After over a month of domestic flights back in the skies, we are getting a picture of India’s aviation recovery. While there has been a steady recovery, there is a long way to go before reaching close to pre-pandemic levels. The limited domestic capacity and lack of international flights have also slowed the growth of daily passengers. However, it does seem travelers are willing to get out, even in the midst of the pandemic.
Domestic flights resume
India announced in late May that it will lift its ban on domestic flights, allowing for flights to ply for the first time in 3 months. Airlines were quick to capitalize on the months of pent-up demand, seeing large loads between key cities.
However, flights were proving to be a tricky situation from the start. Key airports, such as Mumbai, had limited capacity to a meager 50 flights, while others were instituting confusing entry requirements. Nevertheless, airlines were happy to see passengers back on board and a months-long revenue drought end.
On 1st July, India saw 71,471 passengers fly on domestic flights, a new high since flights resumed. On average, airlines are seeing between 50,000-70,000 passengers daily in the last few weeks. This does represent a rebound since airlines are only operating around 30% of their capacity, however, it doesn’t mean planes are full.
Prior to the COVID-19 measures, in 2019, India was seeing around 395,000 daily passengers on average. This means India has only recovered to 18% of its pre-pandemic market size, showing a substantial loss is passenger numbers. But why is India struggling to increase its numbers?
When airlines did restart flights in late May they were limited to only 33% of their capacities with price caps on tickets. This resulted in more full flights and limited connectivity on some routes, as airlines prioritized more profitable routes. However, the capacity limit isn’t the only thing holding back airlines, demand is too.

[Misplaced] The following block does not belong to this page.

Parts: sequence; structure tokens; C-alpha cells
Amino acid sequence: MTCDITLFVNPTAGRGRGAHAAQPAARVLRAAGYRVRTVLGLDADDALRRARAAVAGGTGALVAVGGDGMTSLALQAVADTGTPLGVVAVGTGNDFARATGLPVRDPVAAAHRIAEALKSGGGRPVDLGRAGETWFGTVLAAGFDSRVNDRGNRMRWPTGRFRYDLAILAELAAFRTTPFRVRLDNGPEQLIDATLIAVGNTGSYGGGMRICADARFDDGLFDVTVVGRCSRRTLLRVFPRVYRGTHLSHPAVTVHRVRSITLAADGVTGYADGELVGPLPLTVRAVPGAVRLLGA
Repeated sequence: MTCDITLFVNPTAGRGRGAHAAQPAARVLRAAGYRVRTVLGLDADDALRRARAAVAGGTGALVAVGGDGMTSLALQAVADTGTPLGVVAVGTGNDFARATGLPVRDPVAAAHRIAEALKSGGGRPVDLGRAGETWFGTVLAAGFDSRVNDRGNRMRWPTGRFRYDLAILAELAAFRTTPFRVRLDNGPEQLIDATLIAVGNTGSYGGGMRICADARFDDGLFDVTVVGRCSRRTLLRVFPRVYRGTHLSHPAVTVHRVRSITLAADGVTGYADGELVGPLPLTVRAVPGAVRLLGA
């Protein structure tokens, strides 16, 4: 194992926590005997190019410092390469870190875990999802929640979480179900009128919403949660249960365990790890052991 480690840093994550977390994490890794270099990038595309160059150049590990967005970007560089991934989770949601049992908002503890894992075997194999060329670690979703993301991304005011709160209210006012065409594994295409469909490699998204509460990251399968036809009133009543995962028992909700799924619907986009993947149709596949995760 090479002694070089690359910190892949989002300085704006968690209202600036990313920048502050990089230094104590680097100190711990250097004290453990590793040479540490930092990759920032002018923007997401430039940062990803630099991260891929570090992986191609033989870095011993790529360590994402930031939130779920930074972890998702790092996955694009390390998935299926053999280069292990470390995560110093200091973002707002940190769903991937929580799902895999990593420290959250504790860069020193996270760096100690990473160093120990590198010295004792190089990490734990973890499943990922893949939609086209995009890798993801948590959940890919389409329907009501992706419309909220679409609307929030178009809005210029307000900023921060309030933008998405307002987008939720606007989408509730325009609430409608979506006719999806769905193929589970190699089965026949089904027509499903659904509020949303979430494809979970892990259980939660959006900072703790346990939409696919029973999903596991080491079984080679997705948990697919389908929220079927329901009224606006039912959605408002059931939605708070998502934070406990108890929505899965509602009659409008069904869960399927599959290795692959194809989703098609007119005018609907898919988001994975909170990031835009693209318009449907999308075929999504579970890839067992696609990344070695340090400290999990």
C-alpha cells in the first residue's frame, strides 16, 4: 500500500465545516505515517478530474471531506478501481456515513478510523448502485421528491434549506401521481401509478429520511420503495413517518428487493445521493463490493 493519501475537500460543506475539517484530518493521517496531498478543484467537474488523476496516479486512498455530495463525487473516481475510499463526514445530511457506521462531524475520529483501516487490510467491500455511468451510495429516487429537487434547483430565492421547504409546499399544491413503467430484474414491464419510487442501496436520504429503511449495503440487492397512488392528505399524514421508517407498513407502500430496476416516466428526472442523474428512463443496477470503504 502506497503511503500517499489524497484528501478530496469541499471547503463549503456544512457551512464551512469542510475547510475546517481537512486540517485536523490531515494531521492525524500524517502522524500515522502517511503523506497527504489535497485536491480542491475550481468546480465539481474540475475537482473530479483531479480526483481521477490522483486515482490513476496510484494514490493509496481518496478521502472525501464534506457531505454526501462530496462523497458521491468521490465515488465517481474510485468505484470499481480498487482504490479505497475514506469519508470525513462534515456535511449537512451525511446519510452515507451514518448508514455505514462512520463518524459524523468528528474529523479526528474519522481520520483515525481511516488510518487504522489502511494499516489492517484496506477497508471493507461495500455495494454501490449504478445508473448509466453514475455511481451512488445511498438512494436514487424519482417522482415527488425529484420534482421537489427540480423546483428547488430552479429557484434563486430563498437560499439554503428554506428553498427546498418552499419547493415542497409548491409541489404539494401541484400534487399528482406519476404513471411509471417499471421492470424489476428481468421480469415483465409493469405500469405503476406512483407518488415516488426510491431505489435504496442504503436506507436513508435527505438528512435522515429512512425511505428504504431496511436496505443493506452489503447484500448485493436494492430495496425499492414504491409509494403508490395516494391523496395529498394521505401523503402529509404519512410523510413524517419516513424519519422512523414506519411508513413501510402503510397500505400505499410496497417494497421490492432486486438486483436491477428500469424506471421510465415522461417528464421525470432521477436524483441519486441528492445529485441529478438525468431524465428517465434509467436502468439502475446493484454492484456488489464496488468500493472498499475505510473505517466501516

Airlines are currently stuck at 20-25% of their capacity due to a sheer lack of demand from the market, according to an airline official in the Mint. Even when the government raised the capacity to 45%, airlines made little changes to their schedules. Another issue airlines are facing is the limiting of capacity at some airports, such as Kolkata and Mumbai. Mumbai airport has only allowed a 100 daily flights, a far cry from the thousands it handled previously. This has meant airlines see little room to add flights to their network.
However, the primary reason for slowing demand is the substantial rise in daily cases of COVID-19. India is consistently recording over 18,000 cases a day, making it the fourth-worst hit country in the world. The risk of infection, which is particularly high in centers such as Delhi and Mumbai, has slowed passenger growth.
How are other countries stacking up?
While India’s aviation rebound is going slower than many in the industry had hoped, it might be interesting to study the growth of other countries. Both the US and China have rebuilt significant parts of their flight network, after facing a substantial drop in passengers (although neither ordered a complete flight ban).
The US recently saw a record number of passengers flying since restriction came into place, with 500,000 crossing TSA checkpoints in a day, a number which is has since surpassed. The country has seen total passenger numbers recover quickly, going from 87,000 to over 600,000 in just two months. However, when compared to the same time last year, passenger numbers are still only around 25% of pre-pandemic levels.
China has seen a similar rebound in passengers, with domestic capacity seeing an impressive recovery. Domestic flights are at 71% capacity compared to last year, passenger numbers still remain low, with only 47% of passengers back in the air. China has been restrictive with international flights (causing tensions with the US), which has lowered total passenger numbers. However, the sheer number of flights China is operating and its swift recovery is one other countries hope to emulate.
India’s current 18% passenger traffic is low, but is easily explained by the rising infection rate in the country. Compared to other countries, India does seem to be making a slow and steady recovery, but one which could take years.
What do you think about India’s airline recovery? Would you take a domestic flight right now? Let us know in the comments.
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